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Gut Cells May Be Coaxed to Make Insulin for People With Type 1 Diabetes

Early study in mouse and human cells shows promise, but more research is needed

WebMD News from HealthDay

By Mary Elizabeth Dallas

HealthDay Reporter

MONDAY, June 30, 2014 (HealthDay News) -- Scientists are hopeful that cells inside the human gut might someday be retrained to produce insulin, the metabolic hormone that's lacking in people with type 1 diabetes.

The team from Columbia University Medical Center in New York City said their findings hold promise for the development of a new treatment for type 1 diabetes that does not involve stem cells.

For people with type 1 diabetes, their body's natural insulin-producing cells, known as pancreatic beta cells, are destroyed by their immune system. For the past 20 years, scientists have been trying to help the body make new insulin-producing cells that replace those that are lost to the disease.

"The search for the 'holy grail' is to produce a source of insulin producing cells either for transplantation or to convert the body's own cells to make sufficient insulin," said one expert, Dr. Derek LeRoith, professor of medicine and diabetes at the Icahn School of Medicine at Mount Sinai, in New York City.

Right now, "insulin injections must be used to replace this lack in insulin production and release," said LeRoith, who was not involved in the new research.

Insulin-producing cells have been created before using stem cells, but these cells do not yet fully function like natural insulin-producing cells, the Columbia research team explained.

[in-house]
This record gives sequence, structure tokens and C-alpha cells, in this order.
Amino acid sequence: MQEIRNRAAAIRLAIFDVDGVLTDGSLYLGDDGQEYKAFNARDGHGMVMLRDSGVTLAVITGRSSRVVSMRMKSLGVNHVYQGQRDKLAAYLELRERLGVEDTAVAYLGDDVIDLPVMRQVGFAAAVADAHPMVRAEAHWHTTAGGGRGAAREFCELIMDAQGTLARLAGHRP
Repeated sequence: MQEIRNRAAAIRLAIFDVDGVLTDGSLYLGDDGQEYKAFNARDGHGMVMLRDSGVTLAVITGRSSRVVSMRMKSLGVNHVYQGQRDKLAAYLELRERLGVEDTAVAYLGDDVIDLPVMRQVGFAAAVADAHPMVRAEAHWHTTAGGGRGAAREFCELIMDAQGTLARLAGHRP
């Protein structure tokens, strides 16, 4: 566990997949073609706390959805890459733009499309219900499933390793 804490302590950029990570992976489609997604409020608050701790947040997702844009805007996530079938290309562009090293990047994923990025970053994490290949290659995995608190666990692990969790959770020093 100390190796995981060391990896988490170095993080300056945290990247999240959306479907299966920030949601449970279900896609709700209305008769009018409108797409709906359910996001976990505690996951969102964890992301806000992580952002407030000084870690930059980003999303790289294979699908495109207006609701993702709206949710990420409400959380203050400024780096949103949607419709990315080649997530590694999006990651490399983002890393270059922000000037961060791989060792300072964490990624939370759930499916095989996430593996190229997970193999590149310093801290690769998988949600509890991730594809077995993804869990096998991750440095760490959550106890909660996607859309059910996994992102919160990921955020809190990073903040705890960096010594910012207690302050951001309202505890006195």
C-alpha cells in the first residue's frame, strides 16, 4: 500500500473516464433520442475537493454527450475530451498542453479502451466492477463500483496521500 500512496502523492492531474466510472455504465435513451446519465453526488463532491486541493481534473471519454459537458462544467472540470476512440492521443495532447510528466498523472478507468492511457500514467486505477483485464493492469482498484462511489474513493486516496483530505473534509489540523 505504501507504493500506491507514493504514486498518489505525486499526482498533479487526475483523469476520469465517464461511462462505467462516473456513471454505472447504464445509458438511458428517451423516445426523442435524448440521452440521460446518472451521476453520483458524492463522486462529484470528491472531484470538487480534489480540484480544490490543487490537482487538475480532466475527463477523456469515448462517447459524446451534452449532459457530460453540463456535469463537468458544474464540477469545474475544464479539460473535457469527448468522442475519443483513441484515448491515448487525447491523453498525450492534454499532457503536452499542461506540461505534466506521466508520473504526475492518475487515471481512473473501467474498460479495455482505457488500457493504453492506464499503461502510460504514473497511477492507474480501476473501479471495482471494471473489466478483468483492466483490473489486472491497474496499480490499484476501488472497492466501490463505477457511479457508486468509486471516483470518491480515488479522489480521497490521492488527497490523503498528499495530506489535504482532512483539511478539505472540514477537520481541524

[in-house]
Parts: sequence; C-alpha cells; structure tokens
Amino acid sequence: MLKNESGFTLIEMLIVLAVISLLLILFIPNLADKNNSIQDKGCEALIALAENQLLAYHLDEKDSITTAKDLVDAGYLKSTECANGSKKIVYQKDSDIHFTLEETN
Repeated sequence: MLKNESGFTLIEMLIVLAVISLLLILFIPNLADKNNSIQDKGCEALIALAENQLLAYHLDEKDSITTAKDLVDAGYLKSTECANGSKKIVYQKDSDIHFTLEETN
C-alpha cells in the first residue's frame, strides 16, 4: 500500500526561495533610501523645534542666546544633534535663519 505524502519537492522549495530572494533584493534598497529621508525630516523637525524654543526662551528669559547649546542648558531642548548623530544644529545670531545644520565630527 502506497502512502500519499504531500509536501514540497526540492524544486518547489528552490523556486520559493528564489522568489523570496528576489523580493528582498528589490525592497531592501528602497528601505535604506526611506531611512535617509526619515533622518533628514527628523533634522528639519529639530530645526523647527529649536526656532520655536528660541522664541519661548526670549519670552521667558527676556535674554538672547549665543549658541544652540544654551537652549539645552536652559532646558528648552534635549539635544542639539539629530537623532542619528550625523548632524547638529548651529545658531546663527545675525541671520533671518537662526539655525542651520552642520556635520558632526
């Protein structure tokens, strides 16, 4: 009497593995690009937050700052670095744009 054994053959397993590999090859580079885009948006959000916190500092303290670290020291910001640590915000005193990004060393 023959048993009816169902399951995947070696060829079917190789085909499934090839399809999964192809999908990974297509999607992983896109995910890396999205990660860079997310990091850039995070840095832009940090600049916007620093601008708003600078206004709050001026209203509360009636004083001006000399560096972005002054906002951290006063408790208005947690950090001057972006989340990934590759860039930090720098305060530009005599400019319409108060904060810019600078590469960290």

However, by simply turning off a particular gene, the Columbia scientists were able to convert cells in the human gut into cells that make insulin. They said the findings suggest that "reeducating" existing cells may be an easier way to replace the cells lost in type 1 diabetes than creating new cells using stem cell technology.

"People have been talking about turning one cell into another for a long time, but until now we hadn't gotten to the point of creating a fully functional insulin-producing cell by the manipulation of a single target," study senior researcher Dr. Domenico Accili, a professor of medicine at Columbia, said in a university news release.

Prior research conducted by the team at Columbia involving mice revealed that intestinal cells could be turned into insulin-producing cells. Insulin made by the transformed gut cells was then released into the bloodstream and effectively controlled the blood sugar levels in diabetic mice. The research was subsequently confirmed by another team of scientists.

The Columbia team's latest findings found this technique also hold promise for the treatment of type 1 diabetes in human cells.

In conducting the study, published online June 30 in Nature Communications, the researchers re-created a tissue model of the human intestine using stem cells. They then retrained the gut cells to make insulin by turning off a particular gene, known as the FOXO1 gene.

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